Statin therapy for primary prevention in men: What is the role for coronary artery calcium?

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Current cholesterol guidelines for primary prevention of atherosclerotic cardiovascular disease (ASCVD) base statin treatment decisions on multiple risk factor algorithms (e.g., Pooled Cohort Equations [PCEs]). By available PCEs, most older middle-aged men are statin eligible. But several studies cast doubt on predictive accuracy of available PCEs for ASCVD risk assessment. Recent studies suggest that accuracy can be improved by measurement of coronary artery calcium (CAC). This method has the advantage of identifying men at low risk in whom statin therapy can be delayed for several years, provided they are monitored periodically for progression of CAC. Thus, there are two approaches to statin therapy in men ≥ 55 years: first all men could be treated routinely, or second, treatment can be based on the extent of coronary calcium. The latter could allow a sizable fraction of men to avoid treatment for several years or indefinitely. Whether with initial CAC scan or with periodic rescanning, a CAC score ≥ 100 Agatston units is high enough to warrant statin therapy. In otherwise high-risk men (e.g., diabetes, severe hypercholesterolemia, 10-year risk by PCE ≥ 20%), a statin is generally indicated without the need for CAC; but in special cases, CAC measurement may aid in treatment decisions.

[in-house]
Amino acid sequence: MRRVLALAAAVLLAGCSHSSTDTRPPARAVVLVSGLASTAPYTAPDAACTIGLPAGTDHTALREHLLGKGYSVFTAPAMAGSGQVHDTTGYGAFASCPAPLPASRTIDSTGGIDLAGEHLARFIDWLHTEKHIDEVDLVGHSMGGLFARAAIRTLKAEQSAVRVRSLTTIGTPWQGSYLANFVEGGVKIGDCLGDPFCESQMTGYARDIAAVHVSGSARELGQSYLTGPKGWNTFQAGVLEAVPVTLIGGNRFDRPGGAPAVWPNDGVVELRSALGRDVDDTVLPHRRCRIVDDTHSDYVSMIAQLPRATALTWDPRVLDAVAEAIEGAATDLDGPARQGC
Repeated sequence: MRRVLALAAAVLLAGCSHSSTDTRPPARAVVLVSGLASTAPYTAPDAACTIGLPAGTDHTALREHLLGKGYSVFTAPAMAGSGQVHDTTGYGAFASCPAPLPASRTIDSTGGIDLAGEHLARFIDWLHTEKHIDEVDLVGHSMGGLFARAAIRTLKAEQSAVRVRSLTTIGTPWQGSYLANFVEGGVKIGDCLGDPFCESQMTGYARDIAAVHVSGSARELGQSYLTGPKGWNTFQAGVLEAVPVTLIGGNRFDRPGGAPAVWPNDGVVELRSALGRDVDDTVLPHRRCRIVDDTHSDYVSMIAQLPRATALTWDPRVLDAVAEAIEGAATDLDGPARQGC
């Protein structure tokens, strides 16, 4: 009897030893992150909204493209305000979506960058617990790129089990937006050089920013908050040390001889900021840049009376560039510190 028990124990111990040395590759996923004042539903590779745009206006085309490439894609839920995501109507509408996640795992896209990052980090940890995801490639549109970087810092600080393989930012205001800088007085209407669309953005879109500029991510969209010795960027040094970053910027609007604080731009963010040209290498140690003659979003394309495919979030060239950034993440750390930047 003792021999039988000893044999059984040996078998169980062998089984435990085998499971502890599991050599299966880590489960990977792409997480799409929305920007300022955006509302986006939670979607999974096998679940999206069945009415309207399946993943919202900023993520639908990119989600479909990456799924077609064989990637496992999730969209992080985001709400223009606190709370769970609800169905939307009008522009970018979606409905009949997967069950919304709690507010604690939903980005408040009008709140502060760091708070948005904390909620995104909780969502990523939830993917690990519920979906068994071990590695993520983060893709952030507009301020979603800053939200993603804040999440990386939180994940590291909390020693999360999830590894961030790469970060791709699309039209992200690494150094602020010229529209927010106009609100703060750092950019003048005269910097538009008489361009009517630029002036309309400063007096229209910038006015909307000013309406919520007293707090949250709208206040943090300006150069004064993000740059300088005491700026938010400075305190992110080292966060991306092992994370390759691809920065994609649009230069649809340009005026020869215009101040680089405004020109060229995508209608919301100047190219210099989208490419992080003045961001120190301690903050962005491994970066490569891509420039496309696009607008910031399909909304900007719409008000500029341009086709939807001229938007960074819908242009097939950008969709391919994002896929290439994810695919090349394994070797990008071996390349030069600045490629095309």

Original languageEnglish (US)
Pages (from-to)12-18
Number of pages7
JournalJournal of Clinical Lipidology
Issue number1
StatePublished - Jan 1 2023


  • Coronary artery calcium
  • Pooled cohort equations
  • Primary prevention
  • Risk assessment
  • Statins

ASJC Scopus subject areas

  • Internal Medicine
  • Endocrinology, Diabetes and Metabolism
  • Nutrition and Dietetics
  • Cardiology and Cardiovascular Medicine


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